YouTube Hits User With Copyright Strike For Uploading His Own Song
YouTube issued a copyright strike to a popular YouTube content creator for uploading his own song on the platform, claiming it’s actually the property of another musician.
Paul Davids, a Dutch YouTuber, has over 600,000 subscribers on his channel, where he teaches users how to play the guitar and creates his own songs. He uploaded the original video, which he created entirely himself, on June 28, 2016.
YouTube handed Davids the copyright strike almost exactly two years later.
“Just like probably all the music YouTubers out there, once in a while I get an email stating I’m infringing on someone’s copyrighted material,” Davids said in a video explaining the situation.
“Someone took my track, added vocals, added guitars, made their own track, uploaded it to Spotify, YouTube, whatever, and I get a copyright infringement notice,” Davids said.
YouTube uses a content filtering system, called Content ID, which aims to protect artists from users who would copy their content, re-upload it to their channel, and profit off it.
The filtering software created a digital fingerprint of copyrighted material, and all videos on YouTube are subject to Content ID. In Davids’ case, someone had copyrighted his song and his video was flagged by Content ID, the BBC reported Thursday.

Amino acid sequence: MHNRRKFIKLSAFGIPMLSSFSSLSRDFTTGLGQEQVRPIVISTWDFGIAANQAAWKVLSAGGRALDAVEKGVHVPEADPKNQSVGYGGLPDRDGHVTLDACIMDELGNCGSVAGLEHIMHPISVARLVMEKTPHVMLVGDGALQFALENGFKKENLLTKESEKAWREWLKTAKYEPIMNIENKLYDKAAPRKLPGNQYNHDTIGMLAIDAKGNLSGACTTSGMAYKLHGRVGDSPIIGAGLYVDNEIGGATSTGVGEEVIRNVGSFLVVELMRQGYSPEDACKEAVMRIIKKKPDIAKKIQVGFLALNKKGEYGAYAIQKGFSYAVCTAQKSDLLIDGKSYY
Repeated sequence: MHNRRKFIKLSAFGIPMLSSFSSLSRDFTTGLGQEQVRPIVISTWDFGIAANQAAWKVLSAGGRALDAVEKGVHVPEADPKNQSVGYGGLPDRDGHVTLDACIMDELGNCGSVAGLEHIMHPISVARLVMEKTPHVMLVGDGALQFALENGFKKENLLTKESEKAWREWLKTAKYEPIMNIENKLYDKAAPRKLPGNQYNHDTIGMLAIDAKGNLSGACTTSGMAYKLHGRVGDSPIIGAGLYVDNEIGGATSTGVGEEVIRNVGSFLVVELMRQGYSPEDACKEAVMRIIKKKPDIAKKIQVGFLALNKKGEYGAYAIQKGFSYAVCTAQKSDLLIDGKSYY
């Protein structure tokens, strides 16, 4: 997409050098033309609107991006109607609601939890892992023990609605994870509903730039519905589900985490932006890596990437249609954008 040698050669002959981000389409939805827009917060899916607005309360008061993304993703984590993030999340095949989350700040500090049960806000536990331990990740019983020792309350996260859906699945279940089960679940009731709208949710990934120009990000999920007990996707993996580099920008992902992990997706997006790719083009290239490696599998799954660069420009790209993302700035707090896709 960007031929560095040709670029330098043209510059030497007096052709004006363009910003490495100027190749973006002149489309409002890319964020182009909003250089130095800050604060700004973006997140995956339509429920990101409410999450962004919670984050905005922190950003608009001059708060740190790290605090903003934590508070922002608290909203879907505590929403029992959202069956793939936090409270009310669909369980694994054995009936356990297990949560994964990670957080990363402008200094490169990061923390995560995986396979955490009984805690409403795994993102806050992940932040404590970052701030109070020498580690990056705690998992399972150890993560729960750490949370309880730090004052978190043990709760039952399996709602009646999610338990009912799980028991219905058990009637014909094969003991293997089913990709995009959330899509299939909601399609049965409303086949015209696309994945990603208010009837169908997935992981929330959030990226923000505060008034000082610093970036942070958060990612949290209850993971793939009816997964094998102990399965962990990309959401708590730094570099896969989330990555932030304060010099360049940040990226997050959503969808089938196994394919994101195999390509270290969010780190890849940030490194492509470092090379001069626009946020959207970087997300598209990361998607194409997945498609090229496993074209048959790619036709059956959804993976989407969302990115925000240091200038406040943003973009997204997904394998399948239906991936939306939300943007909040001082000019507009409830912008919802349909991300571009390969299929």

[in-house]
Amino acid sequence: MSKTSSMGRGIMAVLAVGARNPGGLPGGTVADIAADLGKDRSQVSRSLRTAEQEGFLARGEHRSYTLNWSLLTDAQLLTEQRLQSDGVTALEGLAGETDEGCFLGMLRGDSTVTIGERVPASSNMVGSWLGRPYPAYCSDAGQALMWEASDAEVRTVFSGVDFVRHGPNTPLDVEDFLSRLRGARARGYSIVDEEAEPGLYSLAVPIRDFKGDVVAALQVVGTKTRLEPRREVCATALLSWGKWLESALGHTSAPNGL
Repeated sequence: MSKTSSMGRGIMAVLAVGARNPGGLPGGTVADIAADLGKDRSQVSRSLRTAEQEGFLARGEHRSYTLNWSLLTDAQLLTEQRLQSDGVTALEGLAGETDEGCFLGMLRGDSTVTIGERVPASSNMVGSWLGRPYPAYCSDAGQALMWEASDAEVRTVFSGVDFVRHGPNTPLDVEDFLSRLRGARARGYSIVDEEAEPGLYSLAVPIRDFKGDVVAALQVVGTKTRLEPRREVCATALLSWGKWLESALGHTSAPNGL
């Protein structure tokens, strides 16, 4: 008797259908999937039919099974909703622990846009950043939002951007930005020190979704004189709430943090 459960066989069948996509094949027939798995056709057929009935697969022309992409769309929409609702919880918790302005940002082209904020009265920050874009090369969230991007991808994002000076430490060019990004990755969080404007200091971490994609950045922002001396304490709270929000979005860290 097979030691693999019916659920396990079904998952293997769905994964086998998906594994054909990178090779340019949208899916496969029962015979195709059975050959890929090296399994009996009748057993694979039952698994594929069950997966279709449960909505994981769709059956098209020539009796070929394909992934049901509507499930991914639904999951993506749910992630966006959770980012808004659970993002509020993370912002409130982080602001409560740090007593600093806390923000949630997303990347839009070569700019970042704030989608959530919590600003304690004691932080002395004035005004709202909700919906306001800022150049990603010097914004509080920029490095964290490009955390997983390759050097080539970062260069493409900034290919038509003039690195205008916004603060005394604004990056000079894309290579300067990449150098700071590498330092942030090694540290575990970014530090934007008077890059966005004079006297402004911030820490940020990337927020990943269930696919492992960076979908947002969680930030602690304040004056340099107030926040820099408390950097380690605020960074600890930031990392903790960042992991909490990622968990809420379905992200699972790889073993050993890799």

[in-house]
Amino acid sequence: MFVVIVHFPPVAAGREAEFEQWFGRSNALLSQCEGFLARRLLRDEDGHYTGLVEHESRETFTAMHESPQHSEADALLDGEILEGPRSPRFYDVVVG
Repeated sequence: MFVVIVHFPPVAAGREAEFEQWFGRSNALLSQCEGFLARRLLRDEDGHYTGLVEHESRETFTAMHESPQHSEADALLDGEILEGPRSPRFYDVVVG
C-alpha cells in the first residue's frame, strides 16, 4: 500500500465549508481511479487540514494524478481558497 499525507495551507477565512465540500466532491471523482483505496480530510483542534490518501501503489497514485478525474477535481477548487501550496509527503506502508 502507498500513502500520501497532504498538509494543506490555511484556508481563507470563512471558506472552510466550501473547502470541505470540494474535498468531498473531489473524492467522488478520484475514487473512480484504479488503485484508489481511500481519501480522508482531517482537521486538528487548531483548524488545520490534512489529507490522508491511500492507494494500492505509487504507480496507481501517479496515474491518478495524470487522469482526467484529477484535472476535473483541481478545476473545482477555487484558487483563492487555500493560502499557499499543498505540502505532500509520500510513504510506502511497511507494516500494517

Content ID has had many hiccups in the past. Recently it deleted every video off the Blender Foundation and MIT’s OpenCourseWare channels. (RELATED: YouTube Automatically Blocks MIT Courses … And Blender Videos?)
“Videos on a limited number of sites have been blocked as we updated our partner agreements,” YouTube said in a statement to TorrentFreak on June 18.
Other YouTube features have been exploited by users, including manually flagging videos.
In one case, a fast food review video by The Report Of The Week was labeled “offensive” after being “manually reviewed and flagged.” The video was placed in limited state for a few days before YouTube reviewed the content again and placed it back in its normal state.
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